The primary product of Costa Rica is tourism but that is not to say that this is the only industry worthy of investment in this tiny but flourishing country. The economy of Costa Rica is also heavily reliant on agricultural exports – which includes well known staples such as bananas, pineapples, and mangoes, to name a few.

This opens up a range of investment opportunities for investors considering entering the farming industry that are easy to manage and will supplement their income years after they have recouped the initial investment.

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If an investment of an agricultural variety is on the cards then the savvy investor should definitely cast their eye over another agricultural product of which Costa Rica is famous for — coffee. According to the International Coffee Organization the demand for coffee is on the rise.

With countries like India, China, and Latin America becoming more westernized — a trend which includes a taste for coffee — the demand for this popular beverage is set to increase by 25% over the next five years.

The current yearly intake of coffee consists of 141.6 million bags of beans. By the time that 2020 rolls around this figure is set to increase to 175.8 million bags of beans. With Brazil — the current leader in world coffee exports – struggling to maintain its levels of production due to drought and disease – the average price of coffee is also set to increase.

Bad news for Brazil but good news for countries who can help take up the slack. Costa Rica, with its acres of prime real estate perfectly suited to coffee farming, and a growing urban landscape providing all the comforts you are used to, may be just the place to improve your quality of life by taking advantage of this rising demand in coffee.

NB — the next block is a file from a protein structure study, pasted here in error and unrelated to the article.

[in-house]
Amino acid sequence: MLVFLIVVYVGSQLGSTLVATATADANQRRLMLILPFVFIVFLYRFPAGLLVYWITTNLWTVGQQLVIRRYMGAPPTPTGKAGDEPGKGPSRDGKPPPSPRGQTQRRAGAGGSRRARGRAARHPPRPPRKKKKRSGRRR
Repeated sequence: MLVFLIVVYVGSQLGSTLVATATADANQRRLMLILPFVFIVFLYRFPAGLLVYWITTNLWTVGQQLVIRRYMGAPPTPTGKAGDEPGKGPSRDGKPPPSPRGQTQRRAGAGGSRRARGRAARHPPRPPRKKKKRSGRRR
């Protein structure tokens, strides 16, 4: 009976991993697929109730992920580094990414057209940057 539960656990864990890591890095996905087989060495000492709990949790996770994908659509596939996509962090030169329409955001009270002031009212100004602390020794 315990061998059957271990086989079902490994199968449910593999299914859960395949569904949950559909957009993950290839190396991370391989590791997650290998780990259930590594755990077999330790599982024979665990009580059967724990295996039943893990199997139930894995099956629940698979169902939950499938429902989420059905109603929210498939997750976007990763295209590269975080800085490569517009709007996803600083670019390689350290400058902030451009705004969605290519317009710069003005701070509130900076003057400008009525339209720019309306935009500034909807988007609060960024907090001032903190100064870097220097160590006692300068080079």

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While 90% of Cost Rican coffee is exported to the world market there is still plenty of opportunity within the local markets as Ticos just can’t get enough of the stuff.

The native residents of Costa Rica have such a fondness for the beverage that their levels of consumption make them the highest coffee drinkers per capita of all the coffee producing countries in the world.

All of this means that there is plenty of scope for growing your investment from the local market alone.

Costa Rica produces Arabica bean coffee exclusively due to a law passed by the government. No one’s complaining though, as Arabica is held in high regard and considered superior to its main rival the Robusta coffee bean.

And, given the fact that the Arabica plant loves the volcanic soil found abundantly at high altitudes where coffee grows best, it’s a law that makes sense.

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Commercially viable quantities of coffee can be grown on small farms of about 5 hectares (12 acres) but if you wanted to pursue it as a hobby even smaller areas can produce plenty enough quantity for those coffee lovers who like to experiment with texture and taste.

Every town has its own Beneficio, or processor, who roasts and packages the beans for you for a moderate fee — which makes it fairly easy to set yourself up as a supplier with your own unique blend.

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There’s a risk with every investment and with coffee it’s the fluctuating world price, weather, and risk of disease, but the benefits of owning property in such a beautiful area with a high quality of living is definitely a tempting counterbalance.



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Article ID Number 4697

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